Scott Moses is a Managing Director and Head of Grocery, Pharmacy & Restaurants Investment Banking at Solomon Partners, the M&A investment banking advisory firm. He writes a quarterly column for Supermarket News about sector trends, including operating, valuation and strategic dynamics.
Two years ago, as New York City was locking down and COVID fear was gripping the world, my family and I began what would become 10 weeks of “shelter in place.” We did not leave our apartment building for 10 weeks. That’s 70 days. I was one of those people you might have seen on the news, cheering from our windows at 7 p.m. each night to resolutely rally the spirit of the city that never sleeps, even as we saw “the lights go out on Broadway,” schools and so many businesses, among countless other hellish tribulations.
My team and I were working at the time with various grocers around the country whose senior executives regularly shared the challenges, fears and exigencies related to keeping their teams and their customers safe.
I’ve often asked myself how we would have survived that period were it not for the extraordinary American grocery system that has sustained us during crisis after crisis. Seriously, how would you have fed your family? I would candidly concede I don’t know what I would have done. I’ve lived in Manhattan for 25 years; my farming, gardening and hunting skills need some work.
Fortunately, we were able to receive a steady stream of groceries from four different online grocers. Like millions of other new amateur chefs, we learned to cook a bunch of great recipes at home that we never previously considered, including pizza from scratch that was objectively spectacular. (As a New Yorker, I can opine on this with some measure of authority.)
Like everyone else who has tried to become an amateur epidemiologist, I have no idea if we are close to being out of the COVID woods (e.g., Omicron is just gaining traction in Asia and who knows what variants are yet to develop). Amid the awful state of affairs in Ukraine and the severe food shortages that could result given reduced wheat, fertilizer and other basic agricultural inputs (e.g., Russia and Ukraine comprise nearly 30% of global wheat exports), it is hard to imagine things will not get darker before the dawn.
With that clear disclaimer, and while I normally use this space to review grocery operating and valuation dynamics, after two years of incalculable hardship and sacrifice in the Dante-esque inferno we have endured, with nearly 1 million loved ones lost too soon, in our country alone (including one of my favorite people in the world, my great aunt, Sylvia Scheer), it seems appropriate to remember back two years ago, and the message of hope I shared with numerous friends around the industry as life was being suspended in March 2020.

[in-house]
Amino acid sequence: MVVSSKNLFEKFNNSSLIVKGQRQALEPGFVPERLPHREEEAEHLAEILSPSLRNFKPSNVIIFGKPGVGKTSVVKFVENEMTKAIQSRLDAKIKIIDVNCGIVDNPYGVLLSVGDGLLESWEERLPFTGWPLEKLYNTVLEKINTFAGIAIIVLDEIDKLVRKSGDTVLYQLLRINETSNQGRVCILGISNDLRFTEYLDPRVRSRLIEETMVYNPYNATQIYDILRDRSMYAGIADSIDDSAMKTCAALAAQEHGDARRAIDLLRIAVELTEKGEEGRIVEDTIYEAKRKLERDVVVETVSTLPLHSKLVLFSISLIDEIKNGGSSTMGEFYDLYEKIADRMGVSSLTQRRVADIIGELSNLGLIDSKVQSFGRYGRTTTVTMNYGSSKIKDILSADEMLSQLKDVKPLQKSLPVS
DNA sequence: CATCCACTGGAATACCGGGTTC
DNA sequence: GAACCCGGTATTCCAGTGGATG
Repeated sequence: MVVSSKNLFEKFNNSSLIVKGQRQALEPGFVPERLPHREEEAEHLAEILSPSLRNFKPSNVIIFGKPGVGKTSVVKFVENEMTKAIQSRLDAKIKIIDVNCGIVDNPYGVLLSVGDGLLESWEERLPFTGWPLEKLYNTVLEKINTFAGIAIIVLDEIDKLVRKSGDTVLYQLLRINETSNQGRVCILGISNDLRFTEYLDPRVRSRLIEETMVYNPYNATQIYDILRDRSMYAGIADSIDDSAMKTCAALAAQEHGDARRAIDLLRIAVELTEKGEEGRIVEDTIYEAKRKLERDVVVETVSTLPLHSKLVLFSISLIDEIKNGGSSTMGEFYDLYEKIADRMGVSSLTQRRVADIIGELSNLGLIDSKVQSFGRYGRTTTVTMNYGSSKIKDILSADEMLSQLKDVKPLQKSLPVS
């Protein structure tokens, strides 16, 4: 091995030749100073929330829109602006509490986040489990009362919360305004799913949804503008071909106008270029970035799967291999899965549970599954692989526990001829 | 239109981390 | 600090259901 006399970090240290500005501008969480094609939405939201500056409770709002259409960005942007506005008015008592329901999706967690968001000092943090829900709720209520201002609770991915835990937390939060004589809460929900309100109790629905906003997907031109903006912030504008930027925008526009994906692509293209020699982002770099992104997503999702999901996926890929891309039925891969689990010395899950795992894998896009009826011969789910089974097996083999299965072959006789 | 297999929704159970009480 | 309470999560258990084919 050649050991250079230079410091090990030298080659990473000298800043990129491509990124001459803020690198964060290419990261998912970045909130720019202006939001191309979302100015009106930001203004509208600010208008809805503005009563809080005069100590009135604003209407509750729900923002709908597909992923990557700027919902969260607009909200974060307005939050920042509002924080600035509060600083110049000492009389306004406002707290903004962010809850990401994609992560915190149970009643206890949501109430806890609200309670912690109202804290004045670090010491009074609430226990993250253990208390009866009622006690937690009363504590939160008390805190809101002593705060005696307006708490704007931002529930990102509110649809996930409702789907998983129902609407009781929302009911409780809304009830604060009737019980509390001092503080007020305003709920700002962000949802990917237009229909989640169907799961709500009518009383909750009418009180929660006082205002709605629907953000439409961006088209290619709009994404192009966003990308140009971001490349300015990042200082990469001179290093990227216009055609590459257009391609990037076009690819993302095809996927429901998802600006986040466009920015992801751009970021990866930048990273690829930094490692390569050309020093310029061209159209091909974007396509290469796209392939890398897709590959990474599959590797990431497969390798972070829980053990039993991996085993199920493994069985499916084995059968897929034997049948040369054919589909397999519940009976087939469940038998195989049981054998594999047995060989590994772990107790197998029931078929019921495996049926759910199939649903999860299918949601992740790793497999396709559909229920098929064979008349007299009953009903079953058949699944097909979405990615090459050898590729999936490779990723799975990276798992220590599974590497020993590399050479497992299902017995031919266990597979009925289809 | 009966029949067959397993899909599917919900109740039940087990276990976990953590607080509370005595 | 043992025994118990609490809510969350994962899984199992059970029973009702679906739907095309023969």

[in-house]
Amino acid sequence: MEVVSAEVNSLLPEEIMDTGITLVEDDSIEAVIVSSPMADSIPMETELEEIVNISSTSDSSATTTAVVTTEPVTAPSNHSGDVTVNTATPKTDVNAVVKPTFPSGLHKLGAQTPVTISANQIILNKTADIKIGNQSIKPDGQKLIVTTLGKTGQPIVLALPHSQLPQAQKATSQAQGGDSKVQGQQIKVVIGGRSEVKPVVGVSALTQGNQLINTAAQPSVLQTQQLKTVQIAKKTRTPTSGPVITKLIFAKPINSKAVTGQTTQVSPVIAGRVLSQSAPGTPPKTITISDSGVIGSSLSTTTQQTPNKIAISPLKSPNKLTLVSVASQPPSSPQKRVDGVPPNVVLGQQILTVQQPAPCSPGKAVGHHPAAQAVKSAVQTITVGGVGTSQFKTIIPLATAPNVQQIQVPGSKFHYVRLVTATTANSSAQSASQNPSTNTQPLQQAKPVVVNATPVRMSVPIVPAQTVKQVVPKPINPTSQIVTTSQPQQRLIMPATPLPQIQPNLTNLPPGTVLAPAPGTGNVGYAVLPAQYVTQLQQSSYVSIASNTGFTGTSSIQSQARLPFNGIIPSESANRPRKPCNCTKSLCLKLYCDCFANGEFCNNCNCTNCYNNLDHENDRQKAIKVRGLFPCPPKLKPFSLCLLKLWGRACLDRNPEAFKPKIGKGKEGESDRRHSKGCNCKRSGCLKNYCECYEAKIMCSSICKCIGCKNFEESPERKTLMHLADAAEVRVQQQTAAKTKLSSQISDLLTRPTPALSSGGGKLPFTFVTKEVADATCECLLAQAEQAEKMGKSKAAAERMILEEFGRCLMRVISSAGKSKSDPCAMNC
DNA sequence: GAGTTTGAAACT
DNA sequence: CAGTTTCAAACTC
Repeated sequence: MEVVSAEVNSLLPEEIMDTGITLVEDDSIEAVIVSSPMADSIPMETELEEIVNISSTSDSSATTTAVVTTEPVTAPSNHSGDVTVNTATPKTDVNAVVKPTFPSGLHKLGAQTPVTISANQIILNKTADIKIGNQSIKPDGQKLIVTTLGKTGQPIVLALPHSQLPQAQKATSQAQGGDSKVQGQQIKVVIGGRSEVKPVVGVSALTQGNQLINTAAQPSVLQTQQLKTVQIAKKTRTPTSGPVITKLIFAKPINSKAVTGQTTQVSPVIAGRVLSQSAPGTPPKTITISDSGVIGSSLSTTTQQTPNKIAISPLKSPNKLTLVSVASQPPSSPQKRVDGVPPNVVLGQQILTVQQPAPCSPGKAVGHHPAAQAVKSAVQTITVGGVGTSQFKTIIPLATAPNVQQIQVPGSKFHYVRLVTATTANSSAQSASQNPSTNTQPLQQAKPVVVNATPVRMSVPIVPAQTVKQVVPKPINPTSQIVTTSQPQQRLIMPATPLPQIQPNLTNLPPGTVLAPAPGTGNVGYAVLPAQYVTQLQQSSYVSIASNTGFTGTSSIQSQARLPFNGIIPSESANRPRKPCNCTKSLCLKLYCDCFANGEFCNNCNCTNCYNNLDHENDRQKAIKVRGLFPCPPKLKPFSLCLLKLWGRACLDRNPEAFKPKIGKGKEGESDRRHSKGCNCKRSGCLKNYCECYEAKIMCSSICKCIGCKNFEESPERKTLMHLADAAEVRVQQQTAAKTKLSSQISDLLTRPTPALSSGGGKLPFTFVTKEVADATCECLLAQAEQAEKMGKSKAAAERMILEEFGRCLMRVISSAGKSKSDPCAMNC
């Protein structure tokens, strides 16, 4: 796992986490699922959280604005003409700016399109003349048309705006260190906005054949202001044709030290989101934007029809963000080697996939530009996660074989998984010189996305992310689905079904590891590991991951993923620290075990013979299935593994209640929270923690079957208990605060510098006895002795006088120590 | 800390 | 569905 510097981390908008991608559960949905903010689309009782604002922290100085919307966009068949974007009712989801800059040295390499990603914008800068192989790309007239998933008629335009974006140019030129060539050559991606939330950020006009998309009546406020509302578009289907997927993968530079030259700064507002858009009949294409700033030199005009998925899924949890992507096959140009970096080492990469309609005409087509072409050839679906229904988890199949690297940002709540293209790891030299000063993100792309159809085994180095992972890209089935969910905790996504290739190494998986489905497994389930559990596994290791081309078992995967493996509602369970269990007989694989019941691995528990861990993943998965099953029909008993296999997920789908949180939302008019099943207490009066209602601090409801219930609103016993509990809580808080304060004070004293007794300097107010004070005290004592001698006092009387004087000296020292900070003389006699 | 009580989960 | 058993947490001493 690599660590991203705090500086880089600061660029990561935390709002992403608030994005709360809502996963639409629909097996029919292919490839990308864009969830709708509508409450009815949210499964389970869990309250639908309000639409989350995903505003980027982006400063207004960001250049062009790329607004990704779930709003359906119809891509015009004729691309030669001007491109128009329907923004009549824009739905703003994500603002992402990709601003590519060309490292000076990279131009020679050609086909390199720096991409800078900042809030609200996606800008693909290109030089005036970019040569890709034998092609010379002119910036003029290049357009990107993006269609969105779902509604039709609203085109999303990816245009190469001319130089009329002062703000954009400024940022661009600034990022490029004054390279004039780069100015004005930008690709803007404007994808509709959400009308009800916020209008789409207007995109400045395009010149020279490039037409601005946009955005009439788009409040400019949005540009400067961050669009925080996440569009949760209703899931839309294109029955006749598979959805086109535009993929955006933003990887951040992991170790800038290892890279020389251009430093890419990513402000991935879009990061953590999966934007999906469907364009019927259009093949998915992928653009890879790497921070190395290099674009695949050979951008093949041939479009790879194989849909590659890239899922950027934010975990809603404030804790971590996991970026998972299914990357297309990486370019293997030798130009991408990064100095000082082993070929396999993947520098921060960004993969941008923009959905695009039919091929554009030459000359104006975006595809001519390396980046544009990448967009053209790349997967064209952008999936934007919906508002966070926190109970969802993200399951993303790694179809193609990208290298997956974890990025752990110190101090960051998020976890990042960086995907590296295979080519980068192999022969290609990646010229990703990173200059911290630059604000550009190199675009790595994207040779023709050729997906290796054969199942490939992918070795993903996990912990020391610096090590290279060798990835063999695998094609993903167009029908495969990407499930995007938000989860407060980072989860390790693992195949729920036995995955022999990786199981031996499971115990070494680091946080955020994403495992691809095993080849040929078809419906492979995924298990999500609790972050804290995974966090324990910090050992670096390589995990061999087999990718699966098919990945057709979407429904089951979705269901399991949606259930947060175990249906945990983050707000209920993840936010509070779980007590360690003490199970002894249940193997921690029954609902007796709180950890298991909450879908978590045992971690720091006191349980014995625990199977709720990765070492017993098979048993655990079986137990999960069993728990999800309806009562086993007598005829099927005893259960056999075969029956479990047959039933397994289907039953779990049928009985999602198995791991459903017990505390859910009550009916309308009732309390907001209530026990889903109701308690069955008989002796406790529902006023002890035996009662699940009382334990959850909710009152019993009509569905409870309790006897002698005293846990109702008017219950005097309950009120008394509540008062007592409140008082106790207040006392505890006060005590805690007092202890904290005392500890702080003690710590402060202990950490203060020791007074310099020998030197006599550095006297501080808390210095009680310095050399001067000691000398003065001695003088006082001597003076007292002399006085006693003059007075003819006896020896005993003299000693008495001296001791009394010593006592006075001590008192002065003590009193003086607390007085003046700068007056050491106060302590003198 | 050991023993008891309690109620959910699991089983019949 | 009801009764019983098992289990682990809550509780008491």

Re-reading these words, I am reminded of the remarkable way our millions of indomitable, essential grocery teammates across the country have since answered the bell each day to resiliently rise above a seemingly never-ending series of unpredictable hurdles to help feed many Americans 21 meals per week (that’s billions of meals, per week). I hope you take away the same flood of pride in our ability to take care of each other and particularly an appreciation of our irreplaceable American grocery family — committed to health, safety, science and common sense — which should encourage everyone to be the best version of themselves. It inspires me to remain defiantly optimistic about what we can achieve if we focus on the many things that unite us rather than those that tear us apart.
An Open Thank You Note
March 20, 2020
To My Friends Across the Grocery Sector:
Thank You – We Are With You.
As a customer and a citizen, I want to thank each of you and your teams for the heroic work you are doing to help sustain all of us and our families during this difficult time.
I often talk about supermarkets being the families who feed America’s families and the important role your stores have played as pillars of thousands of American communities — for generations — not just for customers, but for the millions of teammates working in stores.
In a crisis, this is exponentially more apparent; grocers consistently are the last ones to leave and the first ones back in.
The pivotal role our sector is playing during this extraordinary time is truly inspiring. I believe the way you are rising to this challenge to serve your communities during this time is going to be remembered for a long time to come, indelibly branding the hearts of your customers with lifetime loyalty…
On a personal level, I have never been more proud to be associated with this sector.
I wish all of you and your families good health and the fortitude you will need to continue the Herculean work ahead of you.
We are all pulling for you and know you will meet the challenge, with grit and grace.
With extreme gratitude,